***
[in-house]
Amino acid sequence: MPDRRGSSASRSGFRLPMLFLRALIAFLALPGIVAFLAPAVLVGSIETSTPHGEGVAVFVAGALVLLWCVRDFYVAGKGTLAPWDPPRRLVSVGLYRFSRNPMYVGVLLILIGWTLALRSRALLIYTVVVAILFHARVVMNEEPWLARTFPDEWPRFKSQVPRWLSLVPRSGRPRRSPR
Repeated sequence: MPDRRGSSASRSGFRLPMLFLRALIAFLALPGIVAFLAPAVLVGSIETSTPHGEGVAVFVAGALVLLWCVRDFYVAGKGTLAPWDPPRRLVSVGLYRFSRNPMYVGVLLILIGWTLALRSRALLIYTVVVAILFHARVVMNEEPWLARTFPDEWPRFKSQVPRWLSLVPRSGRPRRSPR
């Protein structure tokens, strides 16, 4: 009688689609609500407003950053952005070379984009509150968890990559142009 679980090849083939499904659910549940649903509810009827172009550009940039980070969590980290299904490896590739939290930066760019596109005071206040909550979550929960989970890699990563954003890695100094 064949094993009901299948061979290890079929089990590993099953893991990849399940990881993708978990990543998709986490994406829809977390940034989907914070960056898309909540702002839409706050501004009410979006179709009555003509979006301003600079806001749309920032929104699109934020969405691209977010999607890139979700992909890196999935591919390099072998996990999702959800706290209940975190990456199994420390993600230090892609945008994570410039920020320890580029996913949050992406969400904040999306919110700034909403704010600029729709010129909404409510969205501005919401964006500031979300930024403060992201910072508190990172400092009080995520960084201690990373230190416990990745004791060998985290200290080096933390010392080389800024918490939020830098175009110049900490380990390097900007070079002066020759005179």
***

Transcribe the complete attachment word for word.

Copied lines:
[in-house]
Amino acid sequence: MPDRRGSSASRSGFRLPMLFLRALIAFLALPGIVAFLAPAVLVGSIETSTPHGEGVAVFVAGALVLLWCVRDFYVAGKGTLAPWDPPRRLVSVGLYRFSRNPMYVGVLLILIGWTLALRSRALLIYTVVVAILFHARVVMNEEPWLARTFPDEWPRFKSQVPRWLSLVPRSGRPRRSPR
Repeated sequence: MPDRRGSSASRSGFRLPMLFLRALIAFLALPGIVAFLAPAVLVGSIETSTPHGEGVAVFVAGALVLLWCVRDFYVAGKGTLAPWDPPRRLVSVGLYRFSRNPMYVGVLLILIGWTLALRSRALLIYTVVVAILFHARVVMNEEPWLARTFPDEWPRFKSQVPRWLSLVPRSGRPRRSPR
């Protein structure tokens, strides 16, 4: 009688689609609500407003950053952005070379984009509150968890990559142009 679980090849083939499904659910549940649903509810009827172009550009940039980070969590980290299904490896590739939290930066760019596109005071206040909550979550929960989970890699990563954003890695100094 064949094993009901299948061979290890079929089990590993099953893991990849399940990881993708978990990543998709986490994406829809977390940034989907914070960056898309909540702002839409706050501004009410979006179709009555003509979006301003600079806001749309920032929104699109934020969405691209977010999607890139979700992909890196999935591919390099072998996990999702959800706290209940975190990456199994420390993600230090892609945008994570410039920020320890580029996913949050992406969400904040999306919110700034909403704010600029729709010129909404409510969205501005919401964006500031979300930024403060992201910072508190990172400092009080995520960084201690990373230190416990990745004791060998985290200290080096933390010392080389800024918490939020830098175009110049900490380990390097900007070079002066020759005179």